15 March, 2012

I Am Not a Theologian: Literally

Filed under: Uncategorized — Tags: , , , — Obdormio @ 00:00

As I sit down to write this, I feel very keenly my lack of learning. I am going to try to say something useful based on opinions that may not be as fully founded as I think they are, and I feel I should admit that up front, so as to defuse my potentially grievous errors before they crop up. Despite these misgivings though, I am going to share some of my half-arsed musings on the divine and internet-assembled philosophy, and hope I manage to convey my point despite my limitations.

I read an article today which said that only 1 in 4 Norwegian Christian leaders interpret the Bible literally. This was presented as if it were some kind of shocking fact, which I suppose it is – I was a bit shocked that the number was that high.

The article did not differentiate based on denomination, it spanned both state church Lutherans and free church pentecostals and probably some other communities as well. I’m from a Lutheran background myself, so I don’t really know too much about what is taught in other denominations, but the idea of taking the creation story literally seems so alien to me. It is the sort of fundamentalism I hear of in the news from the US, thinking those opinions would never be held here. Yet, one in four leaders do hold them! I don’t get it.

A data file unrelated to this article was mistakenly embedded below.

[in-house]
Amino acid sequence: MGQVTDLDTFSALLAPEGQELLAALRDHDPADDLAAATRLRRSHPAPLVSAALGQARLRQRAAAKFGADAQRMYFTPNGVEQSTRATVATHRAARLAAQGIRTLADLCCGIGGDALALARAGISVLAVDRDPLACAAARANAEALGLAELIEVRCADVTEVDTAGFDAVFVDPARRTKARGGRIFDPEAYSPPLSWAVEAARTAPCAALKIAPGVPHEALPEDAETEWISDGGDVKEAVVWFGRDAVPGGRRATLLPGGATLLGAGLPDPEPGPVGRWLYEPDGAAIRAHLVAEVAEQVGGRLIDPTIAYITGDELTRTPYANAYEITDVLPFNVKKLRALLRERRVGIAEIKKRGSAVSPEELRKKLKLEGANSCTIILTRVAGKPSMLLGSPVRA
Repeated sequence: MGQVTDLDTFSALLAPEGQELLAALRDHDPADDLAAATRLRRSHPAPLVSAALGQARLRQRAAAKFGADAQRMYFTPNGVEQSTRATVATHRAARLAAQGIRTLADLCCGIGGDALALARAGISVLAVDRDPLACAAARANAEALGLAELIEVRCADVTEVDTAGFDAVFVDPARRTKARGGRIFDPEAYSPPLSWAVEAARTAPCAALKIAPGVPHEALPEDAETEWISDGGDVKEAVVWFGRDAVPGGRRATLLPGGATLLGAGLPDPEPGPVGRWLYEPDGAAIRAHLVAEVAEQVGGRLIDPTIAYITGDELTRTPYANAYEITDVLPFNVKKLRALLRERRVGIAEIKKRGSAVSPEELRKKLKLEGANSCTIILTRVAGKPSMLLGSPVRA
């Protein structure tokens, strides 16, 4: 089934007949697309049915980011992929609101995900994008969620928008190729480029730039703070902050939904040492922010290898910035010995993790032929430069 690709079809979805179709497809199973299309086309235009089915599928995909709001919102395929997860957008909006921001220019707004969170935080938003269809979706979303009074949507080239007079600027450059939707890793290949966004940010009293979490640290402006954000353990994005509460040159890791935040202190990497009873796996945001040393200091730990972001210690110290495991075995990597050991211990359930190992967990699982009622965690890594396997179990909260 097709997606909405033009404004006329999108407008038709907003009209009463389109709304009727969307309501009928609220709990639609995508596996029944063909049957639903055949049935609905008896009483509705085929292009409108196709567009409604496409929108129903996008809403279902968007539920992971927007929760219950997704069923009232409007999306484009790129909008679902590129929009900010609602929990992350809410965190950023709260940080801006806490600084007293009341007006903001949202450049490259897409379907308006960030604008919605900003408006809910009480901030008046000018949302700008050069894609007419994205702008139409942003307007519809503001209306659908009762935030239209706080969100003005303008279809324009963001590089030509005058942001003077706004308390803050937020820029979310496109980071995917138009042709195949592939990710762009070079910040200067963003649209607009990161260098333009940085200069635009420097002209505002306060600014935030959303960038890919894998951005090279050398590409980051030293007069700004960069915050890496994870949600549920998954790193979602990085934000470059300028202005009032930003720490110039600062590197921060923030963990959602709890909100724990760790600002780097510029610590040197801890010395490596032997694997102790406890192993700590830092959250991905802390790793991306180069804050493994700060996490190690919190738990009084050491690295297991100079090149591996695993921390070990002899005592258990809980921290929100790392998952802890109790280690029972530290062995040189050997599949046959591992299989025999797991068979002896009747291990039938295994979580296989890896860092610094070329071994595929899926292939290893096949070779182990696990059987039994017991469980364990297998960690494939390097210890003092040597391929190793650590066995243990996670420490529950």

I especially don’t get the argument given in the article, that you should read the Bible literally to protect you faith. The man interviewed gives the example of Swedes who lose their faith when confronted with evolution; to avoid this result, one must apparently cling to the literal truth of Genesis. What? How does that make any sense? Only if you do take Genesis literally does science and evolution become a problem. If you assume, reasonably, that the point of the story is not to give a literal account but to convey an underlying truth, there is no conflict.  Why cannot evolution be the literal means of creation?

When it comes to the creation story in particular you encounter problems when taking it literally, because there’s actually two creation stories, right next to each other in Genesis. And they don’t agree. One says there was only water before creation, the other that there was a desolate wasteland. Both cannot be literal truth – another argument for reading them as metaphors, in my opinion.

It must be hard to be a fundamentalist. I certainly don’t understand how it can be maintained. I also don’t understand why fundamentalists get to call themselves the conservatives – Fundamentalism is fairly recent idea. The Catholic church has certainly always held that Scripture is not the sole authority of Faith, but always tempered with the tradition of the Church. QI informed me that the Church of England was quite positive towards Darwin’s theories when he first made them, as they had long tried to encourage a metaphorical reading – but less positive about the harsh and loveless existence implied in survival of the fittest.